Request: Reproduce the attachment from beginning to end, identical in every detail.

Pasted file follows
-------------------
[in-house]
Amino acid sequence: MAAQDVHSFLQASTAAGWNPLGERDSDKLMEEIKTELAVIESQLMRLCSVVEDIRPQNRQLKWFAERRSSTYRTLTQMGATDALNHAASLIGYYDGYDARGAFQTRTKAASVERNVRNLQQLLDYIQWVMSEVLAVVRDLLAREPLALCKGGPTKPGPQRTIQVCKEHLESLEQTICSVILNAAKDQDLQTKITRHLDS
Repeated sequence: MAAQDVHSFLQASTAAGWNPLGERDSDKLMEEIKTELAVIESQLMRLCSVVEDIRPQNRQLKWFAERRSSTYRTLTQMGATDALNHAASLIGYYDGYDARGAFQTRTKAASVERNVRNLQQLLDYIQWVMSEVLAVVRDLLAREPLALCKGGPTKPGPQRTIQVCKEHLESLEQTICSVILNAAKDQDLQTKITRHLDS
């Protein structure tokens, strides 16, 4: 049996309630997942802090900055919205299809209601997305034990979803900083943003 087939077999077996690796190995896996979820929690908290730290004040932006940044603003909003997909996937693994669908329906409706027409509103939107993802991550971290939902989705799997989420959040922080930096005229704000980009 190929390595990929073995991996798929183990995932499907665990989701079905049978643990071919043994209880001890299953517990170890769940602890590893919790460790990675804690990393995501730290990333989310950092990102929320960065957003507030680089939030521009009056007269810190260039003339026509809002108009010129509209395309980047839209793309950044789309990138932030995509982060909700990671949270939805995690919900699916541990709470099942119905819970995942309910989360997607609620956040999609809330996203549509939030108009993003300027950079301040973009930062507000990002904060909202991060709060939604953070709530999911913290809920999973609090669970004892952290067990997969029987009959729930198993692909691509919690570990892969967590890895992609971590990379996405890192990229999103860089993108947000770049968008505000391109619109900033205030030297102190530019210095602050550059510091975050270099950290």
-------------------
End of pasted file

[in-house]
Amino acid sequence: MAAQDVHSFLQASTAAGWNPLGERDSDKLMEEIKTELAVIESQLMRLCSVVEDIRPQNRQLKWFAERRSSTYRTLTQMGATDALNHAASLIGYYDGYDARGAFQTRTKAASVERNVRNLQQLLDYIQWVMSEVLAVVRDLLAREPLALCKGGPTKPGPQRTIQVCKEHLESLEQTICSVILNAAKDQDLQTKITRHLDS
Repeated sequence: MAAQDVHSFLQASTAAGWNPLGERDSDKLMEEIKTELAVIESQLMRLCSVVEDIRPQNRQLKWFAERRSSTYRTLTQMGATDALNHAASLIGYYDGYDARGAFQTRTKAASVERNVRNLQQLLDYIQWVMSEVLAVVRDLLAREPLALCKGGPTKPGPQRTIQVCKEHLESLEQTICSVILNAAKDQDLQTKITRHLDS
């Protein structure tokens, strides 16, 4: 049996309630997942802090900055919205299809209601997305034990979803900083943003 087939077999077996690796190995896996979820929690908290730290004040932006940044603003909003997909996937693994669908329906409706027409509103939107993802991550971290939902989705799997989420959040922080930096005229704000980009 190929390595990929073995991996798929183990995932499907665990989701079905049978643990071919043994209880001890299953517990170890769940602890590893919790460790990675804690990393995501730290990333989310950092990102929320960065957003507030680089939030521009009056007269810190260039003339026509809002108009010129509209395309980047839209793309950044789309990138932030995509982060909700990671949270939805995690919900699916541990709470099942119905819970995942309910989360997607609620956040999609809330996203549509939030108009993003300027950079301040973009930062507000990002904060909202991060709060939604953070709530999911913290809920999973609090669970004892952290067990997969029987009959729930198993692909691509919690570990892969967590890895992609971590990379996405890192990229999103860089993108947000770049968008505000391109619109900033205030030297102190530019210095602050550059510091975050270099950290």